News reports that “British Steel collapses with 25,000 jobs at stake”, have cited rising costs, particularly labour and business rates, as major contributors to the company’s financial issues: 

Colliers International has looked at British Steel’s business rates bills for its sites and has estimated the company has been paying bills 10% higher than before the 2017 Revaluation. Total rates bill would have been around £2.84 million compared to £2.58 million in 2016/7.

British Steel collapse will mean not only jobs are at stake, but also local government finances which rely on business rates for their funding. British Steel’s operations are in some of the most depressed parts of the country- Scunthorpe, Cleveland, Teeside. Should the plants shut and remain empty, business rates will not be paid. Any loss in income will add to the pain of those areas – thousands on benefits and less in the public purse to help these communities.

Some particular sites paying high business rates include sites in South Killingholme, in Lincolnshire and Redcar, Cleveland which pay 74% of the total rates bill of the company.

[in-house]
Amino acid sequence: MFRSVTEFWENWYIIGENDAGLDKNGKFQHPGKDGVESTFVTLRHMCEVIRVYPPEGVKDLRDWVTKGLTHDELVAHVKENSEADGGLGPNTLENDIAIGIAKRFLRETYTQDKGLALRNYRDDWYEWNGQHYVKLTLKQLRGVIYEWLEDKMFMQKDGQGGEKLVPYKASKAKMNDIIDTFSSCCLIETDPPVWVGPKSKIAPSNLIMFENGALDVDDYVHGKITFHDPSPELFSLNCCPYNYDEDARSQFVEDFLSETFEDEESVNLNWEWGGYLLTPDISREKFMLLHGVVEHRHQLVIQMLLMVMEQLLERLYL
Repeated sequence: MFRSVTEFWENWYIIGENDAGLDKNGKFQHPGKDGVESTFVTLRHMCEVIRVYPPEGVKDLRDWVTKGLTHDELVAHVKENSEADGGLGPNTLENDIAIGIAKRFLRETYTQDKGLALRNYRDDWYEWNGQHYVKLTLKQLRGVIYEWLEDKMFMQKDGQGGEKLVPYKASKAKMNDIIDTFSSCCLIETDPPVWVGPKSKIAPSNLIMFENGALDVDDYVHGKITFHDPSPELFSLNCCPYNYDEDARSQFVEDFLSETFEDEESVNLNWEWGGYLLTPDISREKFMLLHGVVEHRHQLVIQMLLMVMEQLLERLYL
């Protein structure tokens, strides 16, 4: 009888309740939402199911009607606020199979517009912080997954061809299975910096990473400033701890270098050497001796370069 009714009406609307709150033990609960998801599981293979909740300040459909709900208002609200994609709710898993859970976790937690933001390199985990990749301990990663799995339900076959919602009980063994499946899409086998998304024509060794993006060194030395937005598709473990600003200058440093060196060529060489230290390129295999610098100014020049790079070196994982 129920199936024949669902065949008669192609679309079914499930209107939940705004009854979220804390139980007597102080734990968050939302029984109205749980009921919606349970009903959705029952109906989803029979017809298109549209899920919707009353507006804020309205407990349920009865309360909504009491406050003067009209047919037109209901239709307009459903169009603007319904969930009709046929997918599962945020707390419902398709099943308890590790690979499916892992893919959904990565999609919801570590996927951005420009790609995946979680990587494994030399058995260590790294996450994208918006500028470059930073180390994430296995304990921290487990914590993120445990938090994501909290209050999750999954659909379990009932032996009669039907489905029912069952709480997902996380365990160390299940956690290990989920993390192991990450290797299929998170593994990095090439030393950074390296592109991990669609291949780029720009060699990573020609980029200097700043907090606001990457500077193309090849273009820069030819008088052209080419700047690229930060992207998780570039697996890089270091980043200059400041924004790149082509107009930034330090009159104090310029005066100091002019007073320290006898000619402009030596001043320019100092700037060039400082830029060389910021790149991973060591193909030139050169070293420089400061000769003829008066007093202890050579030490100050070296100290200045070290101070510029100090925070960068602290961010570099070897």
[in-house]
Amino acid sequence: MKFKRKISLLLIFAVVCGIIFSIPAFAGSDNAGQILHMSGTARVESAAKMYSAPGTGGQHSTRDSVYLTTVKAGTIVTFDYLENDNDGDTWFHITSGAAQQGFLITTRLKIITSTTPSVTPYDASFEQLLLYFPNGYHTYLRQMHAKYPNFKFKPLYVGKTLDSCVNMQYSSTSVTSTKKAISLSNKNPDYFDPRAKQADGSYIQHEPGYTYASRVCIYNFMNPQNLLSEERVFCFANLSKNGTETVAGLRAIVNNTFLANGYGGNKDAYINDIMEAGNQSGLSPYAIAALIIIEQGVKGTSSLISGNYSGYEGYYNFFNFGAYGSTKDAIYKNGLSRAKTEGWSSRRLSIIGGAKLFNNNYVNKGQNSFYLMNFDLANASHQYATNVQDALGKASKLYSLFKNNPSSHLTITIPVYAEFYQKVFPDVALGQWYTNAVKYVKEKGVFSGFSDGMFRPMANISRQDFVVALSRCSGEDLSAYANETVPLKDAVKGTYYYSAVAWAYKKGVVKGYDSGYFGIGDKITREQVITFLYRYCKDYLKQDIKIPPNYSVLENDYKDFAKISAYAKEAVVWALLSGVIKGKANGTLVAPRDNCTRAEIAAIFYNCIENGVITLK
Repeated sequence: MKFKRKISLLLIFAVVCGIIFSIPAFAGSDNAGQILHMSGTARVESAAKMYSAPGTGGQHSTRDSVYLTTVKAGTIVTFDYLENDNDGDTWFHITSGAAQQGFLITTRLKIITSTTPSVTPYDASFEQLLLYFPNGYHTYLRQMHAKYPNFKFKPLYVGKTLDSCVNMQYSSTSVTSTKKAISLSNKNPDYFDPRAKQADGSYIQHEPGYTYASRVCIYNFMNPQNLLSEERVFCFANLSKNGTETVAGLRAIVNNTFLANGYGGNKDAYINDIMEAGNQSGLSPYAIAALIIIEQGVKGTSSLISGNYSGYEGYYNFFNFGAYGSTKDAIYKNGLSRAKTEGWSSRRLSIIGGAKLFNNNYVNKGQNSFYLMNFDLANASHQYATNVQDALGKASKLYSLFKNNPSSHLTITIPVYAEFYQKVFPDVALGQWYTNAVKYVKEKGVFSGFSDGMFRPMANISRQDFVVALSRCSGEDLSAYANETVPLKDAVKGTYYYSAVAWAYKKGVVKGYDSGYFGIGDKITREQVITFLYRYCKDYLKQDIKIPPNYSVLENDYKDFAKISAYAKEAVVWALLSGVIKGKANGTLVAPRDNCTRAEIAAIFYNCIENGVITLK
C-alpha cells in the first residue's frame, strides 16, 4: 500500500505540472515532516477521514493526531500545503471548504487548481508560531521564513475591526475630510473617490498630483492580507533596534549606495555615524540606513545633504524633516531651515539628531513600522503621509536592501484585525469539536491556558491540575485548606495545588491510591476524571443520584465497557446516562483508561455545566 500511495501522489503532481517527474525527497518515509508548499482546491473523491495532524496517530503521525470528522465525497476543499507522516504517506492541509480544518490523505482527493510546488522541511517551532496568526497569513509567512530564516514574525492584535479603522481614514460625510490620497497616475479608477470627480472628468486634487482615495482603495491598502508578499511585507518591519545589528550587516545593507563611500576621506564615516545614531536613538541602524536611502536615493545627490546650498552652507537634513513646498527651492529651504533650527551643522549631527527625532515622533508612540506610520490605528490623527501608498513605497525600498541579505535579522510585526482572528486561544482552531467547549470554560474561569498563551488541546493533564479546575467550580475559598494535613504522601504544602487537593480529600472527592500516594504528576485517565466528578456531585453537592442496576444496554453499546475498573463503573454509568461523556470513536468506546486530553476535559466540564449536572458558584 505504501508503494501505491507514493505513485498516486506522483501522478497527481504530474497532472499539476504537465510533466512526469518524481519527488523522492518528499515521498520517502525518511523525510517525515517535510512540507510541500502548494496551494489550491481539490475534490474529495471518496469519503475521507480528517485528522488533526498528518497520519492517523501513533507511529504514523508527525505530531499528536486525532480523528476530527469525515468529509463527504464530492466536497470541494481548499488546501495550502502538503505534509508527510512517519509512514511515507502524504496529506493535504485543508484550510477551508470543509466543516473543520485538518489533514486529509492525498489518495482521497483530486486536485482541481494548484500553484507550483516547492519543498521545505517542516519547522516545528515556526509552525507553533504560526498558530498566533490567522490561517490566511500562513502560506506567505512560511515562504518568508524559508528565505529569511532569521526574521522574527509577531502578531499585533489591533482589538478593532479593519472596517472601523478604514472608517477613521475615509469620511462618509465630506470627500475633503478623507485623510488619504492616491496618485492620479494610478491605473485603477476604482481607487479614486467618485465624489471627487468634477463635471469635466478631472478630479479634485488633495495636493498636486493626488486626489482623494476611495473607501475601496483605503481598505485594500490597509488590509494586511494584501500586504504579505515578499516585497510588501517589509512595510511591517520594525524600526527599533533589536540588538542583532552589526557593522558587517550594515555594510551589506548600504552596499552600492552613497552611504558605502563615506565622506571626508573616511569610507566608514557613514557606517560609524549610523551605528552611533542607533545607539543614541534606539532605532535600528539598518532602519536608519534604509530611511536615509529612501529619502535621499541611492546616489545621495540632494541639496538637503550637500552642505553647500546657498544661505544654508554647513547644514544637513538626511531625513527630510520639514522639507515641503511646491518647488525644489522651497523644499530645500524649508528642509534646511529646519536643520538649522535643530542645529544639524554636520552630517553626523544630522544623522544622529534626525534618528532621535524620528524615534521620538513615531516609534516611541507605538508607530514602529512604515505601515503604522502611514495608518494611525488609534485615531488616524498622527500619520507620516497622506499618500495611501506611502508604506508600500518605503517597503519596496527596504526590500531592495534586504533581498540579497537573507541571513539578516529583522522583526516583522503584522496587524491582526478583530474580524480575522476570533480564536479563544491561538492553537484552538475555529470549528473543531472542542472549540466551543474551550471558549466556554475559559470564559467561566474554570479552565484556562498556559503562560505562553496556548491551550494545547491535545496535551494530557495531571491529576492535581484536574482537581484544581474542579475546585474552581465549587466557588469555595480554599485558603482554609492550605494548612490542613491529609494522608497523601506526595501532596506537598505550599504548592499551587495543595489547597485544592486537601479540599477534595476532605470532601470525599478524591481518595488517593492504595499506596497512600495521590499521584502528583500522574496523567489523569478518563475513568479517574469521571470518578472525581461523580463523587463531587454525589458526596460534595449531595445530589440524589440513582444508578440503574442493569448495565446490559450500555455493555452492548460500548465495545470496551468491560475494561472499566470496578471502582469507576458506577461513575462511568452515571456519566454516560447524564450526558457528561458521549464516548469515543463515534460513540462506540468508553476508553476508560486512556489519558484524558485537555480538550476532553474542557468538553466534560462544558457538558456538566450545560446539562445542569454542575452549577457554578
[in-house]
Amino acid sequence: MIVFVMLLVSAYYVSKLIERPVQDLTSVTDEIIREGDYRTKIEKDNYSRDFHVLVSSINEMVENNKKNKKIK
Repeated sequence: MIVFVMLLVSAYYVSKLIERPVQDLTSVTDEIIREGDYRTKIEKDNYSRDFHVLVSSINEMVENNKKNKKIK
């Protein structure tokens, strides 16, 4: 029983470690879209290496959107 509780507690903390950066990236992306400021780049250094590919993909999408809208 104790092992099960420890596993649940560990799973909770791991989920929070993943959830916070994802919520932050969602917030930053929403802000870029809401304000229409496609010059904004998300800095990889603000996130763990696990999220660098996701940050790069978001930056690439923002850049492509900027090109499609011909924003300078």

Business Rates Bill


Business Rates Bill


Humber Road, South Killingholme, Lincs



Lackenby Works, Redcar, Cleveland



John Webber, Head of Rating at Colliers International said, 

"British Steel’s predicament mirrors other UK manufacturers trying to balance the uncertainties surrounding Britain’s planned exit from the EU, a reduction in demand and higher costs. British steelmakers pay some of the highest green taxes and energy costs in the world and are saddled with high labour costs and business rates."


"The Government surely needs to look at how it can help companies like British Steel, not just by emergency loans, but by reforming the business rates system.  As well as 25,000 jobs at stake, this collapse could well impact on the £2.84m British Steel contributes to the public purse, putting local finances at risk- adding even more to the pain in those depressed parts of the country.”